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More than 1,000 young hopefuls in Bristol queue for a shot at Fame
By vicki fitzgerald
THE queue snaked along outside the Bristol Hippodrome, towards Colston Tower, and all the way back past the theatre out on to College Green.
But the hundreds of children standing patiently in line were not waiting for the doors to open on the theatre's latest show. Instead they were waiting for their chance to audition to appear on the famed Bristol stage.
Some young performers waited outside the Bristol Hippodrome for more than two hours yesterday for their chance to show off their talent in an attempt to win a part in a production of Fame at the theatre.
More than 1,000 young hopefuls took the opportunity to audition yesterday for the show that will appear in the city for one night only in July.
Some brought chairs, others brought packed lunches and everyone stood in the sunshine gripping their completed entry forms ready to gain an audition slot.
Once through the doors the youngsters were handed a number along with audition material to practise before being called through in batches.
The excited groups were then ushered upstairs into side rooms where they completed vocal warm- ups prior to their turn in the spotlight.
Among the first through to the warm-up stage was Imogen Carter, ten, of Whitchurch, who attends Whitchurch Primary School.
She said: "I arrived at 9am and I was fifth in the queue.
"It is the first time I have ever auditioned and I'm really excited.
"I would be really proud of myself and happy if I was picked."
Big Act director Martin Williams, 29, said he was searching for 150 people aged eight to 20 years old to star in the new version of Fame.
And more youngsters will have the chance to audition for a role in the production today after a second round of auditions was announced.
Mr Williams said: "I knew it was going to be a great turnout but this is absolutely fantastic. It is such a brilliant turnout we have decided to hold an extra audition day to give other youngsters who could not make it to the audition a chance.
"We are casting for 150 young people and they will be playing the principal roles in the show. Those chosen will next meet two days before the show and they will get 48 hours to rehearse everything."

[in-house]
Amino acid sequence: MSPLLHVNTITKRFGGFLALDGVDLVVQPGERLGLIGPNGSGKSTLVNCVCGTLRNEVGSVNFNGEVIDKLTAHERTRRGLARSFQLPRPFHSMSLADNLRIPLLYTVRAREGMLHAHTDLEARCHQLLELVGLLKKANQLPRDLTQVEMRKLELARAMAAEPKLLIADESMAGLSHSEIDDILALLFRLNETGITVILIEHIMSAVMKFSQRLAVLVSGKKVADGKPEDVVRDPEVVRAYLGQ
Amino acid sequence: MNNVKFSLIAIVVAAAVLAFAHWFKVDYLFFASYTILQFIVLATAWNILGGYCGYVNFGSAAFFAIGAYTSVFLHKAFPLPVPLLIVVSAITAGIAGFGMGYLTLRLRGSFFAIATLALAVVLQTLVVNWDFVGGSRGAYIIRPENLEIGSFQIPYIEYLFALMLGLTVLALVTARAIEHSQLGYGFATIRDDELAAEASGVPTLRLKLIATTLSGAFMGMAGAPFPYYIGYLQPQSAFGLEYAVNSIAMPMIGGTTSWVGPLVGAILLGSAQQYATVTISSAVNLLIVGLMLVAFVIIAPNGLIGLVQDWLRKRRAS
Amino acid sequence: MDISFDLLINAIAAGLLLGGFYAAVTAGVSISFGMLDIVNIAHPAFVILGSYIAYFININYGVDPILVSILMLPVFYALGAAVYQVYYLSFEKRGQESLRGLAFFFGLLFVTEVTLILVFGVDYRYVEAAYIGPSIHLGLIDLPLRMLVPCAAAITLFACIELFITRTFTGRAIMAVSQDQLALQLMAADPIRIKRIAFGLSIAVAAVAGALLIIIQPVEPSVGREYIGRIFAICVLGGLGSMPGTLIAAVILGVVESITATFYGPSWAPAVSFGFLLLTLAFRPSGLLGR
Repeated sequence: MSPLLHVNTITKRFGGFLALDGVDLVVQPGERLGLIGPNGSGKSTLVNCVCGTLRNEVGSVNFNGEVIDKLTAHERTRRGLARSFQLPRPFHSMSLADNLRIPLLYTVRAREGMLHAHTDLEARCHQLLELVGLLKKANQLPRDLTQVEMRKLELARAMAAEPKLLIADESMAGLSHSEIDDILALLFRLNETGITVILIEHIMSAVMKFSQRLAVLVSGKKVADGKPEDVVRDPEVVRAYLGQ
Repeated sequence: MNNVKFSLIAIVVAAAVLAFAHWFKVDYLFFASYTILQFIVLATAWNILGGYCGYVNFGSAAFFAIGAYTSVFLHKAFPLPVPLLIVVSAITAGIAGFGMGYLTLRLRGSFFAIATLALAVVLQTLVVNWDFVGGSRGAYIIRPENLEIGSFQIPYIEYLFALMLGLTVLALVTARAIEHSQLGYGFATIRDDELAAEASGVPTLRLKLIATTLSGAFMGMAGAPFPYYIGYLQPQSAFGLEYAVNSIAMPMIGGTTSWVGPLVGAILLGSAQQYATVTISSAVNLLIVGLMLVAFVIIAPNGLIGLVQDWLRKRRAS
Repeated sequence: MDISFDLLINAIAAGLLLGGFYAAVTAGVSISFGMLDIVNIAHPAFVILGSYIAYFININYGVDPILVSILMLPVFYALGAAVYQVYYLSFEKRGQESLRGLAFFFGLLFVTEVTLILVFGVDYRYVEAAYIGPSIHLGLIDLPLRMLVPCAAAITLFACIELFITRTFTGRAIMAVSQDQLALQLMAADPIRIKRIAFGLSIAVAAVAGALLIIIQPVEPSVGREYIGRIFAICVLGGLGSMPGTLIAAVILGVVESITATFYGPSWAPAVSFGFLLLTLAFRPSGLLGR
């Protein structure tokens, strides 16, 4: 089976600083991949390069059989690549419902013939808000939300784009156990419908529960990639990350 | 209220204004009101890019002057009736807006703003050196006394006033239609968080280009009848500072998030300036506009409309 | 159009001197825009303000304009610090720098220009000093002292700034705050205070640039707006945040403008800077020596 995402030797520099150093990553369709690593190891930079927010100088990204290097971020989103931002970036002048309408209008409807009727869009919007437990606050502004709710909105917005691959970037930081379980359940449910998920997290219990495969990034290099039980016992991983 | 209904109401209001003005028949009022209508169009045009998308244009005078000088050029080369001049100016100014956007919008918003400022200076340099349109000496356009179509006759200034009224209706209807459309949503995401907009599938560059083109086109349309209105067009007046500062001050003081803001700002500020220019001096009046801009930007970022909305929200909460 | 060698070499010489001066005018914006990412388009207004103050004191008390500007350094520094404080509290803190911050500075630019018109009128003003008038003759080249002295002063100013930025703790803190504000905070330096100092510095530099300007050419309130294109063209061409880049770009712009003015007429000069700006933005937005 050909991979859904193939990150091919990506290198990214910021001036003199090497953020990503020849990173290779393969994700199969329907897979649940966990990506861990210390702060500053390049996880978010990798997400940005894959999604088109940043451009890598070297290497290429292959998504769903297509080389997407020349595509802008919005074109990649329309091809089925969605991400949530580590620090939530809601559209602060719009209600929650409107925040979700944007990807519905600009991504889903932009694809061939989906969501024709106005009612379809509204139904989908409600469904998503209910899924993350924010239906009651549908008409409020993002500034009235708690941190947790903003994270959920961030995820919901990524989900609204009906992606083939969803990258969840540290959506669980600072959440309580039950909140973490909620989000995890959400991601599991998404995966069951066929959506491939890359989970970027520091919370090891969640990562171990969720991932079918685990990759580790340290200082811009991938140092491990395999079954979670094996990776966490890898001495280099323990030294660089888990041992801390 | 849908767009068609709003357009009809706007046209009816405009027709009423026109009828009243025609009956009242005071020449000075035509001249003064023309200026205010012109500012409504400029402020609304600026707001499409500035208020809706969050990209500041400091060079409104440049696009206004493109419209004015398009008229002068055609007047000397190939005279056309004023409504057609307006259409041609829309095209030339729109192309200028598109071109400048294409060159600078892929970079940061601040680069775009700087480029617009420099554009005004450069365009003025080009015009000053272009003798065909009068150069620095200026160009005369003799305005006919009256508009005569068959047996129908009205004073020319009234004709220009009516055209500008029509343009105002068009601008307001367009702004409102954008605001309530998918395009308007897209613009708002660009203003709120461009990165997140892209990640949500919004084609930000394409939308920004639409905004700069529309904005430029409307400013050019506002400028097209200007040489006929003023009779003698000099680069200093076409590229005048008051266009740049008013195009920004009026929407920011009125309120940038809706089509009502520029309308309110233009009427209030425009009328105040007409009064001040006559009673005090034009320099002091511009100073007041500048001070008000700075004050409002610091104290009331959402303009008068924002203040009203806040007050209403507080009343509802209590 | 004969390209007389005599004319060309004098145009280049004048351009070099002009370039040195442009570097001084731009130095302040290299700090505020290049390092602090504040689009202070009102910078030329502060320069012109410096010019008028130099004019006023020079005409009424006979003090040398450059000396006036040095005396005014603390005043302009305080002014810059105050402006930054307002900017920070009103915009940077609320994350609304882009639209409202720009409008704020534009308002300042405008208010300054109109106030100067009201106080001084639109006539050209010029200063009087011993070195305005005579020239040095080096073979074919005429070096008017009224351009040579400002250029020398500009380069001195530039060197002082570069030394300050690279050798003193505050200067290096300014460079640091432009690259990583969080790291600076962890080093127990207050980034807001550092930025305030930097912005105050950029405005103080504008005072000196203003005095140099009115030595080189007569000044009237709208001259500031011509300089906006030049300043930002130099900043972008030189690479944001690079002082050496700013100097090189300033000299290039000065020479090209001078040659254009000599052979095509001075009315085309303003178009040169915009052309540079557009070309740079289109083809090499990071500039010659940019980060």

The performance will be held on July 4, at 7.30pm, in aid of the Sue Ryder charity.
"This is the fourth time we have done a show", Mr Williams said.
"Usually we adapt books into musicals but this is the first time we have staged a West End musical."
Among those eager to impress the judges at auditions and star in the spotlight was Ellie Robilliard, 11, of Wells, who said: "I have never auditioned before and it would change my life if I was picked – it would be a new start."
The show follows on from the success of previous productions The Jungle Book, Alice In Wonderland and The Lion, The Witch and The Wardrobe.
Following a group of students from auditions to graduation, Fame takes audiences through the highs, lows, friendships, romances and sheer hard work that is daily life for the star-struck pupils in their quest for success.
Jasmine Dorgan, 13, of Congresbury, who was with a group of fellow Churchill School pupils, said: "I love dancing as I am a member of Step in Time, The Angela Robbins School of Dance in Hewish.
"We have to go in there today and act and sing and dance.
"It would be amazing if I was picked today out of all these people."
Waycroft Primary pupil Allegra Allen, nine, of Hengrove, who queued for more than two hours, said: "It would mean a lot to me if I was picked.
"I do a lot of dancing and acting and I play instruments so it would be nice to get a part in the play, especially if it is for charity.
"When I grow up I either want to be an actress or an author, maybe writing plays."
For more information on the show visit www.thebigact.com.
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